CHINA’S largest wind turbine firm is aiming to open its first European manufacturing plant in Scotland – despite concerns of Beijing’s growing involvement in key UK energy infrastructure.

Mingyang Smart Energy is one of eight renewable energy firms which is aiming to provide equipment to wind farms in the North Sea and kick-start an offshore wind supply chain for Scotland.

This month, the Chinese energy firm has seen a huge step forward towards its goal of opening its first manufacturing plant in Europe as the project has been upgraded to a “priority” status by the Scottish Government, the Scotsman reported.

As part of the Strategic Investment Model (SIM), the project is recognised by the Scottish Government as vital in creating a supply chain to the North Sea to ensure multinational developers can build a series of offshore wind farms off the Scottish coast.

The National:

SNP MP Stewart McDonald (above) said that deals with Chinese firms could pose a “risk” to Scottish energy depending on international relations.

McDonald, a member of the Interparliamentary Alliance on China who was recently targeted by cyber-attacks pinned on the Asian nation, said: “If we end up in a retaliatory situation with China, there’s a clear risk to our energy sector.

“At the moment there is practically zero discussion in the Scottish Government, Scottish Parliament and civil service about what a China strategy should be.”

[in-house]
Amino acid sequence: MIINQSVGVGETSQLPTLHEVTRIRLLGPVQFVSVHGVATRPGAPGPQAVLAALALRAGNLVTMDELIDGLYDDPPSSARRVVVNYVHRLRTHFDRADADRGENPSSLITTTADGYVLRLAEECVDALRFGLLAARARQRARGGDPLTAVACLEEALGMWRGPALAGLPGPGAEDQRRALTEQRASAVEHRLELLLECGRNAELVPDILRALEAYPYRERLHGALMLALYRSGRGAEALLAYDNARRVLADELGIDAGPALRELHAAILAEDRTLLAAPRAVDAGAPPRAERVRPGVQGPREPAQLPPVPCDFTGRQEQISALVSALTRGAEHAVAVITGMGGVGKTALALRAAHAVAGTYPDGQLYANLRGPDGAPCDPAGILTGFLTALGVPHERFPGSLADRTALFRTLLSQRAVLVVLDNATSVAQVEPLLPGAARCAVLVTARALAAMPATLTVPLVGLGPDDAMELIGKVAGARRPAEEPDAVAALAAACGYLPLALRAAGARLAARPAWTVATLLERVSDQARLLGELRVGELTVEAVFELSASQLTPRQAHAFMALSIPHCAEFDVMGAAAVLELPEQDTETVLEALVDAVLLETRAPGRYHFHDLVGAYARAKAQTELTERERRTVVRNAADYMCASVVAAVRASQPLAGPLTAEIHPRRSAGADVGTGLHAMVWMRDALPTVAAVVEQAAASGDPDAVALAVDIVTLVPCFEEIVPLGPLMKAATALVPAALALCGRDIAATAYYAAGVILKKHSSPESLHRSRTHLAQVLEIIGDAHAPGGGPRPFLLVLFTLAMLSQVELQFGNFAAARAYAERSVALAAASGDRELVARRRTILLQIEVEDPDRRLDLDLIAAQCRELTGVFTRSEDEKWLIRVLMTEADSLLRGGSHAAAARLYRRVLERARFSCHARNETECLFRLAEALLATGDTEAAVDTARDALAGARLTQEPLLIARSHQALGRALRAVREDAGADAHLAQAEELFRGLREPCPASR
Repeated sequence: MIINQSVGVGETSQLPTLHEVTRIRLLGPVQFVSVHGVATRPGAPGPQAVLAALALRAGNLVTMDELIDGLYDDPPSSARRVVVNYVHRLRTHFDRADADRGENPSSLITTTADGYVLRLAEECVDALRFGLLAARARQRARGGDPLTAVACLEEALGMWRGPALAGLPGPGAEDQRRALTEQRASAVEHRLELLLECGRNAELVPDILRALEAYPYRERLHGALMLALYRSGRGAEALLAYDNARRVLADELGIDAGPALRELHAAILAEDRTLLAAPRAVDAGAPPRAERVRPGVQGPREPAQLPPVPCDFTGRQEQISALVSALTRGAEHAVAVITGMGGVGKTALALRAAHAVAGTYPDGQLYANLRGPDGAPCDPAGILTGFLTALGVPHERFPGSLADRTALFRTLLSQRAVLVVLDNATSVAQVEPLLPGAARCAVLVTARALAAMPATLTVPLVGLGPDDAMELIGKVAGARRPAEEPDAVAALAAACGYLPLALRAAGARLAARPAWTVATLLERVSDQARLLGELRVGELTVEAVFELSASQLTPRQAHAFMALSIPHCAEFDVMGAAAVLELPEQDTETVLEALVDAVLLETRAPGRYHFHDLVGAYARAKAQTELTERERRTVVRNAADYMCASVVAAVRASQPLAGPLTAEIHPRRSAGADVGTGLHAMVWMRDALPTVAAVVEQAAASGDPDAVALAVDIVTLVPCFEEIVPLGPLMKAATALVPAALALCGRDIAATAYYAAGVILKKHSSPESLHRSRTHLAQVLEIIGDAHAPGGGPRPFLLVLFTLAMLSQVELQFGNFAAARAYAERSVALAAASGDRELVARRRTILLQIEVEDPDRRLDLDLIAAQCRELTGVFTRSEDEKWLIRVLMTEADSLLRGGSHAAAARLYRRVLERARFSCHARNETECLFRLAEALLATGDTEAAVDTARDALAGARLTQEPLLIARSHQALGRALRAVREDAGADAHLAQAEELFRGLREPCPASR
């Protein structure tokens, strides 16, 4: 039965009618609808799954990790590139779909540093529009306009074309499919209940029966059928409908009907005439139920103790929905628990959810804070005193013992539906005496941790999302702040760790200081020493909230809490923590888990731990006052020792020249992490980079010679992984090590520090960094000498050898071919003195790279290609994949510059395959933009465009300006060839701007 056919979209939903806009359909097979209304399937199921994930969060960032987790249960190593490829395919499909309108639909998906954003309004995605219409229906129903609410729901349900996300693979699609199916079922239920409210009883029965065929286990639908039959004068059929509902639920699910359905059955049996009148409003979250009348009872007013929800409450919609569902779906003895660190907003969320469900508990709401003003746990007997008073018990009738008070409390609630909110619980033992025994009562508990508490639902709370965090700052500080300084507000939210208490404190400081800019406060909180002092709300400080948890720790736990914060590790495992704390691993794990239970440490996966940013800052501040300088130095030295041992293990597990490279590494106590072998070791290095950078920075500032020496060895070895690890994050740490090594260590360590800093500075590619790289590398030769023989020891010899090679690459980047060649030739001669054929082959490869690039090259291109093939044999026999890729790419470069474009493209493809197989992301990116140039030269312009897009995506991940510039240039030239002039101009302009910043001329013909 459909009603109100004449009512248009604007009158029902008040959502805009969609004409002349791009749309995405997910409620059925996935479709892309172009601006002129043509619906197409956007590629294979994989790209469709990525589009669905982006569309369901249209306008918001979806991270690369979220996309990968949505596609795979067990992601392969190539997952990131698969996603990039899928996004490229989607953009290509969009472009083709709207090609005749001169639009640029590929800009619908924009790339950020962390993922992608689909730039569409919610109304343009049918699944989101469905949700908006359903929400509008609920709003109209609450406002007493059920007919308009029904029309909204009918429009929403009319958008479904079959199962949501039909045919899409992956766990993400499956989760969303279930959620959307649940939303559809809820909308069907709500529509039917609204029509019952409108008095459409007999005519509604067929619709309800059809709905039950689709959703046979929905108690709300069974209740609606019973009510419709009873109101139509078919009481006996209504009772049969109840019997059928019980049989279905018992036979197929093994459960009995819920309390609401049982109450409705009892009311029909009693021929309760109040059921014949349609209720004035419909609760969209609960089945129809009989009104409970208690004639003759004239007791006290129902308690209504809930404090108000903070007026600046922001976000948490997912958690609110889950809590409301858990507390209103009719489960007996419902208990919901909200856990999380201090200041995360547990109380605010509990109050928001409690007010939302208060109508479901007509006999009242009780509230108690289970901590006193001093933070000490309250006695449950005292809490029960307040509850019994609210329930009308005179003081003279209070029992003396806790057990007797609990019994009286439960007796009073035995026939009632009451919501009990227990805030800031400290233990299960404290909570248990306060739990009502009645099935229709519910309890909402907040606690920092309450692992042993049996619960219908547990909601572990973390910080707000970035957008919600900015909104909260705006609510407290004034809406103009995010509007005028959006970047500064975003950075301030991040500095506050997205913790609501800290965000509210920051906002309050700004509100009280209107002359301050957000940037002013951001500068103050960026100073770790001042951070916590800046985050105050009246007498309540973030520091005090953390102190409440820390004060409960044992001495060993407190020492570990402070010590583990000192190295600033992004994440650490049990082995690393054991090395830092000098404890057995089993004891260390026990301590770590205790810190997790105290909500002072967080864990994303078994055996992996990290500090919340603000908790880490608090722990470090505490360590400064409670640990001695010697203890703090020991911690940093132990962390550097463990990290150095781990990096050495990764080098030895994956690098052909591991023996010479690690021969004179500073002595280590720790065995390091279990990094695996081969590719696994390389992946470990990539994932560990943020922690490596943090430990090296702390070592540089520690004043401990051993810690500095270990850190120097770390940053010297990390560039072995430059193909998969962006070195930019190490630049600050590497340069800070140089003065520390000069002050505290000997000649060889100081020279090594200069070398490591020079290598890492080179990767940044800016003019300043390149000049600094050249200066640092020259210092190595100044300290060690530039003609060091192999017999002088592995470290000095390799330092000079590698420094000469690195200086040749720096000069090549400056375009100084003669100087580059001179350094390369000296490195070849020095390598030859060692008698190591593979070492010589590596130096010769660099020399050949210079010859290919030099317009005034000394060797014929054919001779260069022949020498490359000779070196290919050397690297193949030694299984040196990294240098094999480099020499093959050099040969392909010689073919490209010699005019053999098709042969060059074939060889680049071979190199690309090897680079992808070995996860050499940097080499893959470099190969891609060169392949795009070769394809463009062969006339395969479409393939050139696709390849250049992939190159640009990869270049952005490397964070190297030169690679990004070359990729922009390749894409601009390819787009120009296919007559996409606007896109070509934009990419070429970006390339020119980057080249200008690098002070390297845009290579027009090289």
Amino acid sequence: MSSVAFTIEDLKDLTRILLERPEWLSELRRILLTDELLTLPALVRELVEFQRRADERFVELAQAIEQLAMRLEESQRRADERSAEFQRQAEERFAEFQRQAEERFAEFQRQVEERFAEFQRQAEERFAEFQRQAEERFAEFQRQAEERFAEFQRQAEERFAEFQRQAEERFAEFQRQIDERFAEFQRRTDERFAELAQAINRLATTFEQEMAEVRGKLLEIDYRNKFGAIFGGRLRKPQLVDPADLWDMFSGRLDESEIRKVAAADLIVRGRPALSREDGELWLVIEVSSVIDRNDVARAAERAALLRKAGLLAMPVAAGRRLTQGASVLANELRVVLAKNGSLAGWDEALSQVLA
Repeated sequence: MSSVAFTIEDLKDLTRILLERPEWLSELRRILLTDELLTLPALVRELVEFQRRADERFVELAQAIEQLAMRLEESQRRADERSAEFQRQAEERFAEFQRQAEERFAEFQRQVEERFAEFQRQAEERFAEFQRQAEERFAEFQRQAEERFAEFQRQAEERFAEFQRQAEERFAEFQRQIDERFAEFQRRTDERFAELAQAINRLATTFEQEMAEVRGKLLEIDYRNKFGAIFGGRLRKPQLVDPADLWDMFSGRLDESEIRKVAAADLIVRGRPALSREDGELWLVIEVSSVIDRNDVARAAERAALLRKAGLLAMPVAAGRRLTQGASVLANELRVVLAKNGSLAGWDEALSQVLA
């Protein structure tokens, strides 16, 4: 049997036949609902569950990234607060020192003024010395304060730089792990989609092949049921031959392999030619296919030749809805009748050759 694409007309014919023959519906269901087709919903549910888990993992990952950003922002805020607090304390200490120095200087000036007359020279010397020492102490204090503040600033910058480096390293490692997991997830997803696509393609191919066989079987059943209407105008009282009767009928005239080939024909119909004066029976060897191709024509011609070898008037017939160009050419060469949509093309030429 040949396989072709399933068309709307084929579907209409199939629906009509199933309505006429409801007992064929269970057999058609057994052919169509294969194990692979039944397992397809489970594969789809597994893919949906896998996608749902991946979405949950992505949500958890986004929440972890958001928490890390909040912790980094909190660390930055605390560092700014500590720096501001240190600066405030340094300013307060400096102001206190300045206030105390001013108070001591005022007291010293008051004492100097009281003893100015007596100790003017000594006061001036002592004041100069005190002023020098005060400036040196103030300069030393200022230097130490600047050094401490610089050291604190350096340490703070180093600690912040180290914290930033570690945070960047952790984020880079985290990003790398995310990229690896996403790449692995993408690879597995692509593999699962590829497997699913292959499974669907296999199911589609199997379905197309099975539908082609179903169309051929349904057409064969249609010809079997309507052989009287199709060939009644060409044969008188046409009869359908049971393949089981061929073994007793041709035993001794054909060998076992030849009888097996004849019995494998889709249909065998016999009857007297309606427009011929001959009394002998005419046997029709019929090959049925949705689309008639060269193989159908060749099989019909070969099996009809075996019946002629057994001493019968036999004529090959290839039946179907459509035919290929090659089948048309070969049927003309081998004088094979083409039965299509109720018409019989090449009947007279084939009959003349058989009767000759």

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Mingyang Smart Energy, founded in 2006, is one of the world's leading wind turbine manufacturers. They sell a range of “typhoon resistant” turbines, which includes the world's tallest wind turbine, with blades almost as long as the Eiffel Tower.

The firm is based in China’s southern Guangdong province and has more than 20 plants across the country as well as research and development centers in both Silicon Valley and Germany.

Mingyang’s proposed plans to set up an assembly and parts manufacturing plant for wind turbines in Scotland could create up to 1300 jobs, it has been claimed.

Basing the plant in the UK would mean the Chinese energy business could sidestep antitrust scrutiny from Brussels, as the UK is no longer part of the EU.

The Scottish Government has said offshore energy “has the potential to play a pivotal role in Scotland’s energy system over the coming decades”.

The ScotWind auction two years ago saw seabed acreage sold and the winning bidders – which include energy giants BP, Shell, SSE Renewables, Orsted, Marubeni of Japan and ESB of Ireland – secure the right to develop wind farms.

The plan is that these proposed wind farms would generate up to 28 gigawatts of power once completed from 2030.

The proposed 28GW from ScotWind is almost two-thirds of the 50GW the UK Government hopes offshore wind will be generating by around the same time.